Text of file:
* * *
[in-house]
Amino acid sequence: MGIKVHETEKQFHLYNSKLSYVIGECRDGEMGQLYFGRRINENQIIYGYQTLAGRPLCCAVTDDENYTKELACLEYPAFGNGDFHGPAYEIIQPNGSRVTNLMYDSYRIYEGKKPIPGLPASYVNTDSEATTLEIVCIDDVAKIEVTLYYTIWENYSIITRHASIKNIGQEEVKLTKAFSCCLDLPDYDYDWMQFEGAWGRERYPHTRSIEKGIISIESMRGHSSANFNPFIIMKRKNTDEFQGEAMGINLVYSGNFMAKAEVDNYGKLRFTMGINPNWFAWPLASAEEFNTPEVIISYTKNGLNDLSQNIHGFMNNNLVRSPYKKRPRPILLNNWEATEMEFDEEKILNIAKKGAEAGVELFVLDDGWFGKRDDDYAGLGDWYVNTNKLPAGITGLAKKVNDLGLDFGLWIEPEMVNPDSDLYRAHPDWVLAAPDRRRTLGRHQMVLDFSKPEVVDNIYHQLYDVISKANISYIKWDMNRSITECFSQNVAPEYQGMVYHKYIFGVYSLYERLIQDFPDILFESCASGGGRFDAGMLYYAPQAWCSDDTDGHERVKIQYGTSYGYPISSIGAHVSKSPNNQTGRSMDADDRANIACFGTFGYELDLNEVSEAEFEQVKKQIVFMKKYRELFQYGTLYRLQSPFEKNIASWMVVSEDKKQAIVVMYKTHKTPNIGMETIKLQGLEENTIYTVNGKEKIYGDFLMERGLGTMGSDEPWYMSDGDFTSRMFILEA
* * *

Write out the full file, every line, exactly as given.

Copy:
[in-house]
Amino acid sequence: MGIKVHETEKQFHLYNSKLSYVIGECRDGEMGQLYFGRRINENQIIYGYQTLAGRPLCCAVTDDENYTKELACLEYPAFGNGDFHGPAYEIIQPNGSRVTNLMYDSYRIYEGKKPIPGLPASYVNTDSEATTLEIVCIDDVAKIEVTLYYTIWENYSIITRHASIKNIGQEEVKLTKAFSCCLDLPDYDYDWMQFEGAWGRERYPHTRSIEKGIISIESMRGHSSANFNPFIIMKRKNTDEFQGEAMGINLVYSGNFMAKAEVDNYGKLRFTMGINPNWFAWPLASAEEFNTPEVIISYTKNGLNDLSQNIHGFMNNNLVRSPYKKRPRPILLNNWEATEMEFDEEKILNIAKKGAEAGVELFVLDDGWFGKRDDDYAGLGDWYVNTNKLPAGITGLAKKVNDLGLDFGLWIEPEMVNPDSDLYRAHPDWVLAAPDRRRTLGRHQMVLDFSKPEVVDNIYHQLYDVISKANISYIKWDMNRSITECFSQNVAPEYQGMVYHKYIFGVYSLYERLIQDFPDILFESCASGGGRFDAGMLYYAPQAWCSDDTDGHERVKIQYGTSYGYPISSIGAHVSKSPNNQTGRSMDADDRANIACFGTFGYELDLNEVSEAEFEQVKKQIVFMKKYRELFQYGTLYRLQSPFEKNIASWMVVSEDKKQAIVVMYKTHKTPNIGMETIKLQGLEENTIYTVNGKEKIYGDFLMERGLGTMGSDEPWYMSDGDFTSRMFILEA